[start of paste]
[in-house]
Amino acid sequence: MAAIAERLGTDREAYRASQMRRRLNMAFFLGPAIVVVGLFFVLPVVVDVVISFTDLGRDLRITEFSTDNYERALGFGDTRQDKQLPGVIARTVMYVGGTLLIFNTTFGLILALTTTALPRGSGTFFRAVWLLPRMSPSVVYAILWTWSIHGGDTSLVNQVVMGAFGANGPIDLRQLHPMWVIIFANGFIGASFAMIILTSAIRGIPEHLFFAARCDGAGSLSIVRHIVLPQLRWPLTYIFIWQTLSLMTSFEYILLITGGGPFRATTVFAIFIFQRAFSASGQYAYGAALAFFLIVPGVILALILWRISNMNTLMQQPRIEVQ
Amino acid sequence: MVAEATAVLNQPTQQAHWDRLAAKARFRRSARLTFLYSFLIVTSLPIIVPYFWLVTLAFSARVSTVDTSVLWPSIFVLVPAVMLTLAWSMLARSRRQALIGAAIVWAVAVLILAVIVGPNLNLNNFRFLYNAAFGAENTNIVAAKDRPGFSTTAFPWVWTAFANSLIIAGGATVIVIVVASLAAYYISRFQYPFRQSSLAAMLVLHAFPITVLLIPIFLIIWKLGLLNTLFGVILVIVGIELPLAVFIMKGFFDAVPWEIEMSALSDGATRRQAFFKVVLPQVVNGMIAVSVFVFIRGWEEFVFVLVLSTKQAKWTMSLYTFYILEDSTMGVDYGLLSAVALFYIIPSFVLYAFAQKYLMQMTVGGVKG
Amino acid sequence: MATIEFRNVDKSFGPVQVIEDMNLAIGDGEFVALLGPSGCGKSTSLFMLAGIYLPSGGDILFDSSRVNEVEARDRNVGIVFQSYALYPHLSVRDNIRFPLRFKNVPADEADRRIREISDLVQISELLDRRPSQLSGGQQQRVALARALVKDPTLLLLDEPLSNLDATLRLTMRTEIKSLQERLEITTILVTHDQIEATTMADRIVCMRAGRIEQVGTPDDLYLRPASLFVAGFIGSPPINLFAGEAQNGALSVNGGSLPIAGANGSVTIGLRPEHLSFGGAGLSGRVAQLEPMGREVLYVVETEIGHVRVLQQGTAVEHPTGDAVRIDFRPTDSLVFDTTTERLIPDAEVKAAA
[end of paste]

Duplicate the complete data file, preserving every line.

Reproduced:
[in-house]
Amino acid sequence: MAAIAERLGTDREAYRASQMRRRLNMAFFLGPAIVVVGLFFVLPVVVDVVISFTDLGRDLRITEFSTDNYERALGFGDTRQDKQLPGVIARTVMYVGGTLLIFNTTFGLILALTTTALPRGSGTFFRAVWLLPRMSPSVVYAILWTWSIHGGDTSLVNQVVMGAFGANGPIDLRQLHPMWVIIFANGFIGASFAMIILTSAIRGIPEHLFFAARCDGAGSLSIVRHIVLPQLRWPLTYIFIWQTLSLMTSFEYILLITGGGPFRATTVFAIFIFQRAFSASGQYAYGAALAFFLIVPGVILALILWRISNMNTLMQQPRIEVQ
Amino acid sequence: MVAEATAVLNQPTQQAHWDRLAAKARFRRSARLTFLYSFLIVTSLPIIVPYFWLVTLAFSARVSTVDTSVLWPSIFVLVPAVMLTLAWSMLARSRRQALIGAAIVWAVAVLILAVIVGPNLNLNNFRFLYNAAFGAENTNIVAAKDRPGFSTTAFPWVWTAFANSLIIAGGATVIVIVVASLAAYYISRFQYPFRQSSLAAMLVLHAFPITVLLIPIFLIIWKLGLLNTLFGVILVIVGIELPLAVFIMKGFFDAVPWEIEMSALSDGATRRQAFFKVVLPQVVNGMIAVSVFVFIRGWEEFVFVLVLSTKQAKWTMSLYTFYILEDSTMGVDYGLLSAVALFYIIPSFVLYAFAQKYLMQMTVGGVKG
Amino acid sequence: MATIEFRNVDKSFGPVQVIEDMNLAIGDGEFVALLGPSGCGKSTSLFMLAGIYLPSGGDILFDSSRVNEVEARDRNVGIVFQSYALYPHLSVRDNIRFPLRFKNVPADEADRRIREISDLVQISELLDRRPSQLSGGQQQRVALARALVKDPTLLLLDEPLSNLDATLRLTMRTEIKSLQERLEITTILVTHDQIEATTMADRIVCMRAGRIEQVGTPDDLYLRPASLFVAGFIGSPPINLFAGEAQNGALSVNGGSLPIAGANGSVTIGLRPEHLSFGGAGLSGRVAQLEPMGREVLYVVETEIGHVRVLQQGTAVEHPTGDAVRIDFRPTDSLVFDTTTERLIPDAEVKAAA